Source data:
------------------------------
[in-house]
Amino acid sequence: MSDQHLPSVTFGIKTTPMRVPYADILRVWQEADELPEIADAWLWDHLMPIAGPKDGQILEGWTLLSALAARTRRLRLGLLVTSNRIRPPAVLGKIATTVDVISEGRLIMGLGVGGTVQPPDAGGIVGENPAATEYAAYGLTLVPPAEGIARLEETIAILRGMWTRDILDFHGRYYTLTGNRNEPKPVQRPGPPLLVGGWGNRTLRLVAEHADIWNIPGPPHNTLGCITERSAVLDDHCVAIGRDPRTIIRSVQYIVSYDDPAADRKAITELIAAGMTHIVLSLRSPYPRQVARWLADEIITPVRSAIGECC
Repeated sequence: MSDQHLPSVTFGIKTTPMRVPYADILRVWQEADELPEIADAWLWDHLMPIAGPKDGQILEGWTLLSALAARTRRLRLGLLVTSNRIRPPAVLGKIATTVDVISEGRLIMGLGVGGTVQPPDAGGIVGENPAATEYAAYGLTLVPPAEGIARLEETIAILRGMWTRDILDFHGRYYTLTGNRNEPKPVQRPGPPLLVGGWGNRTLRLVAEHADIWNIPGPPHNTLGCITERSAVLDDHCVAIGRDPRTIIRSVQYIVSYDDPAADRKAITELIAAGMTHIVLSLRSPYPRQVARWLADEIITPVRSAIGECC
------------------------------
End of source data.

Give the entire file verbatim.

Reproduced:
[in-house]
Amino acid sequence: MSDQHLPSVTFGIKTTPMRVPYADILRVWQEADELPEIADAWLWDHLMPIAGPKDGQILEGWTLLSALAARTRRLRLGLLVTSNRIRPPAVLGKIATTVDVISEGRLIMGLGVGGTVQPPDAGGIVGENPAATEYAAYGLTLVPPAEGIARLEETIAILRGMWTRDILDFHGRYYTLTGNRNEPKPVQRPGPPLLVGGWGNRTLRLVAEHADIWNIPGPPHNTLGCITERSAVLDDHCVAIGRDPRTIIRSVQYIVSYDDPAADRKAITELIAAGMTHIVLSLRSPYPRQVARWLADEIITPVRSAIGECC
Repeated sequence: MSDQHLPSVTFGIKTTPMRVPYADILRVWQEADELPEIADAWLWDHLMPIAGPKDGQILEGWTLLSALAARTRRLRLGLLVTSNRIRPPAVLGKIATTVDVISEGRLIMGLGVGGTVQPPDAGGIVGENPAATEYAAYGLTLVPPAEGIARLEETIAILRGMWTRDILDFHGRYYTLTGNRNEPKPVQRPGPPLLVGGWGNRTLRLVAEHADIWNIPGPPHNTLGCITERSAVLDDHCVAIGRDPRTIIRSVQYIVSYDDPAADRKAITELIAAGMTHIVLSLRSPYPRQVARWLADEIITPVRSAIGECC